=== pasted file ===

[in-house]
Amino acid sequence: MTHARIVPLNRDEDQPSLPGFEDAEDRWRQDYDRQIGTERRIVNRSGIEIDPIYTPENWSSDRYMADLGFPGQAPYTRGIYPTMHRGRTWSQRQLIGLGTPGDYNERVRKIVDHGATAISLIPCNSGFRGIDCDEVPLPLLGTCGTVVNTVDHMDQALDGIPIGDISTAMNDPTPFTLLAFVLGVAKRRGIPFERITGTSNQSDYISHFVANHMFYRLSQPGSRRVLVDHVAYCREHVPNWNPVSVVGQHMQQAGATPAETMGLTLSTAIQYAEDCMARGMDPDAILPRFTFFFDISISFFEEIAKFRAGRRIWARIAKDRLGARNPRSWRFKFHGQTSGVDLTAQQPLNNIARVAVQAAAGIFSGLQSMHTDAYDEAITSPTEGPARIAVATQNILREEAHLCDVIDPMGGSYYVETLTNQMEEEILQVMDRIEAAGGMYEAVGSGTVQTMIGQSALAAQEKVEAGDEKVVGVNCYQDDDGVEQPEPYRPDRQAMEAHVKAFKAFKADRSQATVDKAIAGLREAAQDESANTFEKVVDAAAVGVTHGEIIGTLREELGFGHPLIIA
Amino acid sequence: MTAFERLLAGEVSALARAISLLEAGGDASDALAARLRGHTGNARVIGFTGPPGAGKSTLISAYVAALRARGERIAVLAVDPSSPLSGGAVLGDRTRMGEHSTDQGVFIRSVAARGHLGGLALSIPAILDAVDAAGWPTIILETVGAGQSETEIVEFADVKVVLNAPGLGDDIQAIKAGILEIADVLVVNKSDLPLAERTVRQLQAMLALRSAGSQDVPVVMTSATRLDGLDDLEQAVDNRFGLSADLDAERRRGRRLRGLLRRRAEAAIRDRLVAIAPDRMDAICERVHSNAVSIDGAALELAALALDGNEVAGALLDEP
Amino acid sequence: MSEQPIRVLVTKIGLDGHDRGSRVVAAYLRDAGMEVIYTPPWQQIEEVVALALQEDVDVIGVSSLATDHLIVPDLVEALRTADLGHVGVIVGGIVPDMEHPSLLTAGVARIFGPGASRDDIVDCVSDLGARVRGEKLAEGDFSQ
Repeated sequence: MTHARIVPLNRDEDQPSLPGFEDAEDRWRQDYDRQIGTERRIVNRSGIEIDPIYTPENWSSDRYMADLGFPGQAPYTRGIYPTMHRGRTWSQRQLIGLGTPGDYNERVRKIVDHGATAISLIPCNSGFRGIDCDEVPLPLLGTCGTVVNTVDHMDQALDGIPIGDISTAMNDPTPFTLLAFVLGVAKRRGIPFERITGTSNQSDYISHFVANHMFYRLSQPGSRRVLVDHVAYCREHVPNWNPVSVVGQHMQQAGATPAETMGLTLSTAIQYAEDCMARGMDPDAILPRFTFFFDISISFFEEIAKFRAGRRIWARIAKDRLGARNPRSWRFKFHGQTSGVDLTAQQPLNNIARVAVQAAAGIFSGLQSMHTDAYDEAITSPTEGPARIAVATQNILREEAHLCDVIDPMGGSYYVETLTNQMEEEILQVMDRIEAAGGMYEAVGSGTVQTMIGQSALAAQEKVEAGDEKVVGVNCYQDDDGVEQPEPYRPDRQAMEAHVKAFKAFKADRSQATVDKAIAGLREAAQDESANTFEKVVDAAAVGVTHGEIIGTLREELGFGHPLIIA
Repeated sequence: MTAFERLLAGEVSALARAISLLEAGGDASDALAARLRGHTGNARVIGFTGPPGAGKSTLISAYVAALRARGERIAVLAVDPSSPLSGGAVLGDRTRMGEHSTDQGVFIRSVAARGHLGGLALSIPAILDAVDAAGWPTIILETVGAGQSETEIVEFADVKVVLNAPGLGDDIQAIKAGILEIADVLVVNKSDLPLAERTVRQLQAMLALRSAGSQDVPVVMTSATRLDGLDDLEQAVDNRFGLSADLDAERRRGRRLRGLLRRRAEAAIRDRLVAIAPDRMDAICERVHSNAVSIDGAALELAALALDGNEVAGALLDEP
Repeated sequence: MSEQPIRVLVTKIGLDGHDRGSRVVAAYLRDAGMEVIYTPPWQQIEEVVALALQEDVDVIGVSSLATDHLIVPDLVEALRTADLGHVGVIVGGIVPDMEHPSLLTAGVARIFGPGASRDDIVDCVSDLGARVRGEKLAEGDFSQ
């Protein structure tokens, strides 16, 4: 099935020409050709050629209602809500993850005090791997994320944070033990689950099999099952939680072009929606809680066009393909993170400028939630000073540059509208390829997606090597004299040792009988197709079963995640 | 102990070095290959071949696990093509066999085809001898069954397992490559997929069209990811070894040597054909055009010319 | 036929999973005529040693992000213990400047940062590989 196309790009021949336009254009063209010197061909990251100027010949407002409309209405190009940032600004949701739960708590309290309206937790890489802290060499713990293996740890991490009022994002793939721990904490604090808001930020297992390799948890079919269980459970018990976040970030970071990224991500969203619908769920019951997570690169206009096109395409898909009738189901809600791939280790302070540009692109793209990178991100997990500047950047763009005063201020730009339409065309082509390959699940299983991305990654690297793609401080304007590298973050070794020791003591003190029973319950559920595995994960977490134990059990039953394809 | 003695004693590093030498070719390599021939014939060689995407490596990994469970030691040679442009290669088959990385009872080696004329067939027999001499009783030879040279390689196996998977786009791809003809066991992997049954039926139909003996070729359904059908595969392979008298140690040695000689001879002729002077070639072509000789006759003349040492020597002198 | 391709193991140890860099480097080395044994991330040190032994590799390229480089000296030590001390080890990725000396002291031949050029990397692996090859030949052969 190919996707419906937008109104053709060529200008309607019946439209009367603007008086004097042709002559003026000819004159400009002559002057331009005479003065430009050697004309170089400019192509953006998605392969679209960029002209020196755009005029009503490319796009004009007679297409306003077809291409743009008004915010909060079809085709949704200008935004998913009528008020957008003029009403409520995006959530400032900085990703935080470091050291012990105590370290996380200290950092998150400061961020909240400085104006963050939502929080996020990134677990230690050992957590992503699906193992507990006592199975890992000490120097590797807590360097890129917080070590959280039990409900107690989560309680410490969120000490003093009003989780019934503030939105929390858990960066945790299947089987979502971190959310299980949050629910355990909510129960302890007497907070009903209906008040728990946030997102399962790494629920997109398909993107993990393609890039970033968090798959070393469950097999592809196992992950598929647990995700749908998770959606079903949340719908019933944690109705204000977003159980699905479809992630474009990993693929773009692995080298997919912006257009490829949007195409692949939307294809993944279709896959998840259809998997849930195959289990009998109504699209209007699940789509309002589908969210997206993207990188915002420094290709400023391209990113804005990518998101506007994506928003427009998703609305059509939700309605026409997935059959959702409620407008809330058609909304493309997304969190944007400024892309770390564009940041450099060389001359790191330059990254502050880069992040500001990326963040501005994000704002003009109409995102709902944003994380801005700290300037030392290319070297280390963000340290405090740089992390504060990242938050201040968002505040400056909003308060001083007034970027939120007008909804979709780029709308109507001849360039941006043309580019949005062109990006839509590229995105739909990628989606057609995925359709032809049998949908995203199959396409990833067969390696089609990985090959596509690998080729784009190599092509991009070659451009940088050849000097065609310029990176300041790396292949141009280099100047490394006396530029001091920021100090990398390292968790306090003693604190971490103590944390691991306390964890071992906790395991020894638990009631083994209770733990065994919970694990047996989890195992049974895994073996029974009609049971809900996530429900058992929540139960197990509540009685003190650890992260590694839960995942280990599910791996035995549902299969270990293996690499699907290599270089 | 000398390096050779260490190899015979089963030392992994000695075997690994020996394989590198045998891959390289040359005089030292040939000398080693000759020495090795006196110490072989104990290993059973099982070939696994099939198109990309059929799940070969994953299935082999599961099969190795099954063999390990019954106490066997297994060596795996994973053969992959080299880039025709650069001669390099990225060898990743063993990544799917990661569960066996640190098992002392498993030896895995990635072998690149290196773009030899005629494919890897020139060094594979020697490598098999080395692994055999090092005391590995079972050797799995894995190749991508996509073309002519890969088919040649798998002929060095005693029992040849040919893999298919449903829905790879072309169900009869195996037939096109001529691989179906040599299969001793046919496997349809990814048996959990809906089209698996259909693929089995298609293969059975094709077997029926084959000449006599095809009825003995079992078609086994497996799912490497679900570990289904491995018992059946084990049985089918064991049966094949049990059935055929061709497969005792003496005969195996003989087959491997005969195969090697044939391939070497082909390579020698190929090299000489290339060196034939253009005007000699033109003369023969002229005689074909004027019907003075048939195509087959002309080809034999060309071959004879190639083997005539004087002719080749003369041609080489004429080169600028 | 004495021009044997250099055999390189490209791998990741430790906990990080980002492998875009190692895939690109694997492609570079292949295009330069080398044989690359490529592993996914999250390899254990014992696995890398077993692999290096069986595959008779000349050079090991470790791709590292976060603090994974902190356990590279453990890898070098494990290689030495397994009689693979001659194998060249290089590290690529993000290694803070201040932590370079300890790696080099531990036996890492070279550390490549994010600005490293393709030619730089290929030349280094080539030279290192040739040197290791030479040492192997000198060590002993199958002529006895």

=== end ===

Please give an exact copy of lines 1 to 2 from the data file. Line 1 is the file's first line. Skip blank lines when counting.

[in-house]
Amino acid sequence: MTHARIVPLNRDEDQPSLPGFEDAEDRWRQDYDRQIGTERRIVNRSGIEIDPIYTPENWSSDRYMADLGFPGQAPYTRGIYPTMHRGRTWSQRQLIGLGTPGDYNERVRKIVDHGATAISLIPCNSGFRGIDCDEVPLPLLGTCGTVVNTVDHMDQALDGIPIGDISTAMNDPTPFTLLAFVLGVAKRRGIPFERITGTSNQSDYISHFVANHMFYRLSQPGSRRVLVDHVAYCREHVPNWNPVSVVGQHMQQAGATPAETMGLTLSTAIQYAEDCMARGMDPDAILPRFTFFFDISISFFEEIAKFRAGRRIWARIAKDRLGARNPRSWRFKFHGQTSGVDLTAQQPLNNIARVAVQAAAGIFSGLQSMHTDAYDEAITSPTEGPARIAVATQNILREEAHLCDVIDPMGGSYYVETLTNQMEEEILQVMDRIEAAGGMYEAVGSGTVQTMIGQSALAAQEKVEAGDEKVVGVNCYQDDDGVEQPEPYRPDRQAMEAHVKAFKAFKADRSQATVDKAIAGLREAAQDESANTFEKVVDAAAVGVTHGEIIGTLREELGFGHPLIIA